Tuesday, December 31, 2013

Holy Families

If you decided that you wanted to become a saint, where would you have to go to make your dream a reality?

Would you have to make a pilgrimage to the Holy Land or Rome? Would you have to go to a monastery? Would you have to visit renowned people of faith around the globe? Would you have to visit all the world’s great libraries and read the works of faith handed down to us over the generations?

While all these pursuits might be helpful in nourishing our faith, they are not absolutely necessary to becoming a saint.

If we want to become saints - and all of us are called to be saints through our baptism - then we need to look no further than our families and our homes.

It is through our family that we first come to learn about our faith. Our parents are the ones who bring us to church and teach us our prayers. By their example, we learn what it means to be men and women of faith. And in the home we learn and practice virtues such as patience, kindness and love which are necessary for living a godly life in this world. It is through our families that God forms our minds and hearts to serve Him as women and men of faith.

There is no doubt that all the great saints had their beginnings in a family. Jesus Himself needed Mary and Joseph to teach Him how to speak, how to pray and how to obey God. One of the Church’s greatest saints, Saint Augustine, was converted by the ceaseless prayers of his mother, Saint Monica. In more recent times, Saint Therese of Lisieux learned her faith from her godly parents both of whom are also canonized saints. In fact, they are the first saints to have been canonized as a couple. Blessed Pope John Paul II spoke frequently and fondly of how his parents nurtured a sense of faith, courage and integrity in him.

All of us, no matter where we are on our journey of faith, are called to make our families a priority. It is in our homes and among our loved ones that God wants to make us holy.

Today’s readings are rich with advice and encouragement for us in relationship to our family members. We could be here until next Sunday going through every line of these Scriptures and reflecting on their meaning for marriage and family life. In fact, it would be a good idea for all of us in the coming week to look these readings up in our Bibles or online and pray over them so that we can begin to act on them. They give us a beautiful blueprint for how God intends us to live. However, today, for the sake of time, let us focus on what the role of each member of the family is.

Our first reading tells us that “God sets a father in honor over his children.” In any family, the father is irreplaceable.  It is by the father’s words and example that daughters come to know that they are beautiful and worthy of being protected. Sons learn from their dads about courage and integrity and about the dignity with which they should treat women. Not only do fathers bring economic security to families, they bring psychological and emotional security as well. Also, it is through our earthly fathers that we learn to relate to our Heavenly Father. If our father on earth is stern and distant, we will perceive God the Father in the same way. However, if our father is warm, affectionate and loving we will relate to God the same way. So all fathers have a very important role - a true vocation from God - to be examples of love to their wives and children.

Mothers also have an irreplaceable role in the home. All new life comes through the mother who shares her body first with her husband and then with the children which come from their loving union. This is a beautiful reflection of Jesus who gives His own Body and Blood to give us live and nourish us in the family God. Mothers teach their children how to be gentle, how to take care of themselves and how to care for each other. When children are hurting, their first instinct is to run to their mothers because they have a special touch in bring comfort and making the pain go away. As Jesus honored His Blessed Mother, we should all honor our own mothers no matter how flawed or imperfect they may be, because they are God’s gift to us reflecting His own tenderness and mercy.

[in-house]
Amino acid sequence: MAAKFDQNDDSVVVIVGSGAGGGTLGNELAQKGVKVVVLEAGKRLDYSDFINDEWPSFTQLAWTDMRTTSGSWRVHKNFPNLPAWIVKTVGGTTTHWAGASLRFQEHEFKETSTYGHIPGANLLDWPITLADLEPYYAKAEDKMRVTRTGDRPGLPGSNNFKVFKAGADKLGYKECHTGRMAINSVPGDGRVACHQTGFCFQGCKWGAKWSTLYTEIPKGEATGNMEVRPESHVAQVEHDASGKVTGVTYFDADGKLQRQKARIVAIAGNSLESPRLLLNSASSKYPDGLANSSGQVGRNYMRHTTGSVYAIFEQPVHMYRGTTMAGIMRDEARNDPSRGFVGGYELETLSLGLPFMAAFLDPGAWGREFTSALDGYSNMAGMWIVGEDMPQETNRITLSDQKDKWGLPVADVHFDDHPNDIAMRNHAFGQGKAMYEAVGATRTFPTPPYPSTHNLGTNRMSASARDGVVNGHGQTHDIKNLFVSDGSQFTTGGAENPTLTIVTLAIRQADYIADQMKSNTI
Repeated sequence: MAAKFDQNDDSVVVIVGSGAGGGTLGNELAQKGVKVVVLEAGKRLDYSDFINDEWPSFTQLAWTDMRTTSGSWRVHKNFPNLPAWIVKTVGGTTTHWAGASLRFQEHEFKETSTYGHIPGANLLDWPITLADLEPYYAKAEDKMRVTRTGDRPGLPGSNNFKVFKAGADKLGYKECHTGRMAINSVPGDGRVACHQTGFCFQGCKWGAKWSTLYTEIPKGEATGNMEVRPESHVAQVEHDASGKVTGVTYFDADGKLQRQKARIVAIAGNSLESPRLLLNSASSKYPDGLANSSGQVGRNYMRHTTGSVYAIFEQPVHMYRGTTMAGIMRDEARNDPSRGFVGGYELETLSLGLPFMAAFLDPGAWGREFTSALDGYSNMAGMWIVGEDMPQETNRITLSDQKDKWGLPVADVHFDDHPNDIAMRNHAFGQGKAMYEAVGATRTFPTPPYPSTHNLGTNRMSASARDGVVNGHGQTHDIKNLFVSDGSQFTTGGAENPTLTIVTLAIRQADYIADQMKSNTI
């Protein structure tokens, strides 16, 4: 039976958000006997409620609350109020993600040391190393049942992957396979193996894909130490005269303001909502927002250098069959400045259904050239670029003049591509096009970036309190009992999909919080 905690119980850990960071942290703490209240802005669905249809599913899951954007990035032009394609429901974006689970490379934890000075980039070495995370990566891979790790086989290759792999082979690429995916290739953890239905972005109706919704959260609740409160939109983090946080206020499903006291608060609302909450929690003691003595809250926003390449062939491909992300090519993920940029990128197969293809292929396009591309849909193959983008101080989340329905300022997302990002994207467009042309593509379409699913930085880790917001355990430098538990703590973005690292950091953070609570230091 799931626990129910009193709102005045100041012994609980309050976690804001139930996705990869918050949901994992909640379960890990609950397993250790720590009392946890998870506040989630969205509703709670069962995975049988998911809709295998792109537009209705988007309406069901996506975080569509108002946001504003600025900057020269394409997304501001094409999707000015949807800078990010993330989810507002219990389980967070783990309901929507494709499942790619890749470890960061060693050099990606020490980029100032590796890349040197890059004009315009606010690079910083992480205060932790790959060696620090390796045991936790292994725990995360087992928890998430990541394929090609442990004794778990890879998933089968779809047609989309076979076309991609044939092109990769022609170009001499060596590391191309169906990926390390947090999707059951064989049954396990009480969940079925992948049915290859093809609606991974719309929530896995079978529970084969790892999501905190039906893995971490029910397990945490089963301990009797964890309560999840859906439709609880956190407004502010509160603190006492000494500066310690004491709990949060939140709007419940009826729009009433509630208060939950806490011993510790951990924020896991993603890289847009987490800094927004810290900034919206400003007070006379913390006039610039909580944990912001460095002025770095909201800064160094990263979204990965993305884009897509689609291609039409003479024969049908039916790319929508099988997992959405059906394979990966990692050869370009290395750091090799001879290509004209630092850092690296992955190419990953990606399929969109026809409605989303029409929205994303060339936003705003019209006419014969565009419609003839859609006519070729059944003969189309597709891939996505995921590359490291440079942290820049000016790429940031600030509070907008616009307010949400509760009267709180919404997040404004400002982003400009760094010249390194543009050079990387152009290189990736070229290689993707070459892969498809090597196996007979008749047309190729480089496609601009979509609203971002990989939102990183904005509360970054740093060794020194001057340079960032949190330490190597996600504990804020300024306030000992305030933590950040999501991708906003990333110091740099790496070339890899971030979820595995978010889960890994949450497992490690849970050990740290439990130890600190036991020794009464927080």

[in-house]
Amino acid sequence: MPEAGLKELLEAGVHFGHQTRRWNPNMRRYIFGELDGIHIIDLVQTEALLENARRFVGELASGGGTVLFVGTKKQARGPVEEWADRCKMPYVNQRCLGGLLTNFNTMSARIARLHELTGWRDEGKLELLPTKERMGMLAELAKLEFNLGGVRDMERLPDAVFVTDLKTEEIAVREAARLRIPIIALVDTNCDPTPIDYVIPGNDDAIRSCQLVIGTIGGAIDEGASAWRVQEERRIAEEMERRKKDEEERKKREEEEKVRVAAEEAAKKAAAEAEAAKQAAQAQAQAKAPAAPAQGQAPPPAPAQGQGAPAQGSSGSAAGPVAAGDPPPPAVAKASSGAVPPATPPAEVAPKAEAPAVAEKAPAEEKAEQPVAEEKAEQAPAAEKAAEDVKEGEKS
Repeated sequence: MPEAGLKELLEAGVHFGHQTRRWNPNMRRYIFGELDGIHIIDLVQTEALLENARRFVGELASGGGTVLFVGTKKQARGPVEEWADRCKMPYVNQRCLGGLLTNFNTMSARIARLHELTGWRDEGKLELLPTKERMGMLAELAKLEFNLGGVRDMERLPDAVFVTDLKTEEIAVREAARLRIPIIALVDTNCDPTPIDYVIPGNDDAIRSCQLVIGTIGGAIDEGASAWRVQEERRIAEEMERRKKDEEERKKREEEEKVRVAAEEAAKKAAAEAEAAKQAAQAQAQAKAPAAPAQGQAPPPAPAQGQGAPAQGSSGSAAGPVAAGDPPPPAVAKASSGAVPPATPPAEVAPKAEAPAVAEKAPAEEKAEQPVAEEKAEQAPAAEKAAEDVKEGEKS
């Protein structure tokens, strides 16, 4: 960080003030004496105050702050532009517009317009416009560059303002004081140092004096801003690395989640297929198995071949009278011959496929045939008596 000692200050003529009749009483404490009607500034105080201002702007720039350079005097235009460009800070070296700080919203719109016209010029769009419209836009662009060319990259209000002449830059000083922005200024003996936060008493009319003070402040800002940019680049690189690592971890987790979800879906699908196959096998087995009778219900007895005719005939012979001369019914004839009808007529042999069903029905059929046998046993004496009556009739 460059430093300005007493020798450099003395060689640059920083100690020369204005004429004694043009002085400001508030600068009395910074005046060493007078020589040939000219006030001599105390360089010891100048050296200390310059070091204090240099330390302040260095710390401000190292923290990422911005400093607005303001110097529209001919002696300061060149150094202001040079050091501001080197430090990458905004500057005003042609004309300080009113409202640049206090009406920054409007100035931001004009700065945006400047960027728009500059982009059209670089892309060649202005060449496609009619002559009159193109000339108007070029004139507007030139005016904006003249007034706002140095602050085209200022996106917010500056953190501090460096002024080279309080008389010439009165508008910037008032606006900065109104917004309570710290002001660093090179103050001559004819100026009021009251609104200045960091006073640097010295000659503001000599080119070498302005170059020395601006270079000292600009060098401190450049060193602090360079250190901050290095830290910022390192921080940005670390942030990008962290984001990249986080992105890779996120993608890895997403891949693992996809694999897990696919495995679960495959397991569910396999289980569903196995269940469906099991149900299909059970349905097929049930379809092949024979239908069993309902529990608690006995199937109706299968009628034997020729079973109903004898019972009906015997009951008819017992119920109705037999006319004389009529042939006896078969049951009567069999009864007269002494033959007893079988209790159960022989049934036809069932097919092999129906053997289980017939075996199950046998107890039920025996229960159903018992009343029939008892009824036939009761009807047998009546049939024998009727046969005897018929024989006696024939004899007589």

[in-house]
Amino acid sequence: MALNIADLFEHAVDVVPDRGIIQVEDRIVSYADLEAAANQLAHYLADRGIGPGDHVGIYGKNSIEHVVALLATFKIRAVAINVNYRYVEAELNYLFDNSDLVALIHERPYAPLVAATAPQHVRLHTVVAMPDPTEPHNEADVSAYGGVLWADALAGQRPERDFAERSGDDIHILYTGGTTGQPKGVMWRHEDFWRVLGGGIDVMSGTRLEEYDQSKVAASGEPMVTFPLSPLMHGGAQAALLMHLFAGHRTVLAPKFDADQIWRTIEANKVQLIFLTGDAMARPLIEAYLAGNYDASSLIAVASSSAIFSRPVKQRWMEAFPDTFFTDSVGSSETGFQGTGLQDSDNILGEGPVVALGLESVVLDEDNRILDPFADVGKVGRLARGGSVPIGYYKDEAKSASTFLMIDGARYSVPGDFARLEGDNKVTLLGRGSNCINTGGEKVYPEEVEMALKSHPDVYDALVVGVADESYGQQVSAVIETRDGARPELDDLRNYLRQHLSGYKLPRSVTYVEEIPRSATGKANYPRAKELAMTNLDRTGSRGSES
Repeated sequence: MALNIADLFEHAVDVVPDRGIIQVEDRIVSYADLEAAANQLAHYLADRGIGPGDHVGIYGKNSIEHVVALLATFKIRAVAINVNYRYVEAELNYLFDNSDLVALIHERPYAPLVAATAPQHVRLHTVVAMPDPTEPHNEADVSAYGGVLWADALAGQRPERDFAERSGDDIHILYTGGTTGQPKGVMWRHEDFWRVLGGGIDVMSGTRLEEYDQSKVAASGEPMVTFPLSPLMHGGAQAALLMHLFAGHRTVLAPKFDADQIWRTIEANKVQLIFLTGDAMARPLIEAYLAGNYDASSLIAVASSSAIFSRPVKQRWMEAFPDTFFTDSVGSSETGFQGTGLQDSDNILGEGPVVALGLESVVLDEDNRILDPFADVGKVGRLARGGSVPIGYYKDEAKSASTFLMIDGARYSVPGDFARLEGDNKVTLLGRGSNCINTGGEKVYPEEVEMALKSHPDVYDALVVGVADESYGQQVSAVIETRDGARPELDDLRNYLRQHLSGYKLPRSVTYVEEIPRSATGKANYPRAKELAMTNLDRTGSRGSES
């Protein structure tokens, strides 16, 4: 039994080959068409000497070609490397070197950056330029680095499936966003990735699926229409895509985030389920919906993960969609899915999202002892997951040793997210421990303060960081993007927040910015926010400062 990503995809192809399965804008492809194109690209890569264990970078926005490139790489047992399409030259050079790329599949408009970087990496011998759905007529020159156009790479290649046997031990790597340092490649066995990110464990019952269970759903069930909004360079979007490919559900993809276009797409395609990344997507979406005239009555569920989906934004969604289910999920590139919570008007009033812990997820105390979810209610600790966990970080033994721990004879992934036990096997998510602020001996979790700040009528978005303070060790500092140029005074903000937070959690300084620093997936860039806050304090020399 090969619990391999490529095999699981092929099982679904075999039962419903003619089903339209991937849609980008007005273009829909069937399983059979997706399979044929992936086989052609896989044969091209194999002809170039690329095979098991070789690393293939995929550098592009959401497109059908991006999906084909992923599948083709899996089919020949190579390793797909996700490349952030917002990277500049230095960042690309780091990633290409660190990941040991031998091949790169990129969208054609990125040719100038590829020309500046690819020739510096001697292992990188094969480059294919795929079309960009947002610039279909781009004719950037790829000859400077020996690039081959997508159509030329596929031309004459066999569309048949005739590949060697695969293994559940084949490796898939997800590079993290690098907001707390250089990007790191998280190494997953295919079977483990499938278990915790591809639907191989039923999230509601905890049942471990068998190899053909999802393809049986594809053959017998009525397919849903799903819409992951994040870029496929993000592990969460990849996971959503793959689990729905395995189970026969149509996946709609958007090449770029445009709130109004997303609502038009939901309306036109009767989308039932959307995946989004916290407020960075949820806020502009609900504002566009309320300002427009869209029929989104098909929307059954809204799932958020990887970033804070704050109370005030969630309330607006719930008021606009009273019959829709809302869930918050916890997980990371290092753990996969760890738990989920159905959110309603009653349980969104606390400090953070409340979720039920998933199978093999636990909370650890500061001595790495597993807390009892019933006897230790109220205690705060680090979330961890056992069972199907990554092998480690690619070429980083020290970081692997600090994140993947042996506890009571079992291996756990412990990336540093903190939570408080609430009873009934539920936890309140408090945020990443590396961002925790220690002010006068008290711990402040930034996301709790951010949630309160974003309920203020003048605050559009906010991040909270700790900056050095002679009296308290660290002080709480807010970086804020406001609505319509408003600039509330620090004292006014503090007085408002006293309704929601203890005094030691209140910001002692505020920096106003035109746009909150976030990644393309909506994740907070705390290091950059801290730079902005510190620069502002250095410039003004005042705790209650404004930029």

Children also have a very special role to play in the family unit. It is for the nurturing of children primarily that God created the family. It is through children that parents experience true self-sacrificing love. By facing all the challenges that come with raising boys and girls, parents grow in patience, love and gentleness. Also, children grow in virtue by sharing in chores around the house. By emptying the dishwasher, raking the leaves, cleaning their rooms, they learn diligence and the satisfaction that comes from doing a job well. When they interact with their brothers and sisters, they learn how to share and to put the interests of others before their own. Through their families, children learn to become good citizens of their country and holy saints in God’s Kingdom.

No families are perfect and not every family is whole. Many times through death or divorce, homes cannot always have both a father and mother. However, God provides the grace to overcome the shortcomings and weaknesses of our families. So the other essential element of any home is Jesus. When we put Jesus at the center of our family lives through prayer and through attending Mass, He will provide us with all we need to grow in love and faith.

In no other time of human history has it been harder for the family. However, through faith, we can reclaim the blessings that God intends to offer us through the home. It requires us to make a renewed commitment to our own family, taking up whatever challenges may come our way with determination and courage. When we embrace it all with the grace that God gives we will find ourselves growing in holiness and, in the end, becoming saints.

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